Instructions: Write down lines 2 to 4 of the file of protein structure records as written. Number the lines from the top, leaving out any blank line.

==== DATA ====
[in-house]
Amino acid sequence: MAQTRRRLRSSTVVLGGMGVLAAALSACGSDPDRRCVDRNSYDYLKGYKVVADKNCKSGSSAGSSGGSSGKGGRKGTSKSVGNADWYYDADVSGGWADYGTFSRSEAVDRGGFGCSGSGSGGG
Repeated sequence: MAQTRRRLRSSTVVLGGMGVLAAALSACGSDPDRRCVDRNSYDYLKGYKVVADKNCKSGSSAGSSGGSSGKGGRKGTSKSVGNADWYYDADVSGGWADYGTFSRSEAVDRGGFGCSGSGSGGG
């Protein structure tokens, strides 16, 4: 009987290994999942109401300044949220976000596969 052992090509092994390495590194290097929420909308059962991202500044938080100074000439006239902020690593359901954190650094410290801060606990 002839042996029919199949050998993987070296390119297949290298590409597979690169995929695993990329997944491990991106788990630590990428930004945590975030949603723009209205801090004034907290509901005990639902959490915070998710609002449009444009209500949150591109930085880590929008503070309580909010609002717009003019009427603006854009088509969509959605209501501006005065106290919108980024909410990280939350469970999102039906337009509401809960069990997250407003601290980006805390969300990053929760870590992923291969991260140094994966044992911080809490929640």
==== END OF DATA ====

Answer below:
Amino acid sequence: MAQTRRRLRSSTVVLGGMGVLAAALSACGSDPDRRCVDRNSYDYLKGYKVVADKNCKSGSSAGSSGGSSGKGGRKGTSKSVGNADWYYDADVSGGWADYGTFSRSEAVDRGGFGCSGSGSGGG
Repeated sequence: MAQTRRRLRSSTVVLGGMGVLAAALSACGSDPDRRCVDRNSYDYLKGYKVVADKNCKSGSSAGSSGGSSGKGGRKGTSKSVGNADWYYDADVSGGWADYGTFSRSEAVDRGGFGCSGSGSGGG
């Protein structure tokens, strides 16, 4: 009987290994999942109401300044949220976000596969 052992090509092994390495590194290097929420909308059962991202500044938080100074000439006239902020690593359901954190650094410290801060606990 002839042996029919199949050998993987070296390119297949290298590409597979690169995929695993990329997944491990991106788990630590990428930004945590975030949603723009209205801090004034907290509901005990639902959490915070998710609002449009444009209500949150591109930085880590929008503070309580909010609002717009003019009427603006854009088509969509959605209501501006005065106290919108980024909410990280939350469970999102039906337009509401809960069990997250407003601290980006805390969300990053929760870590992923291969991260140094994966044992911080809490929640």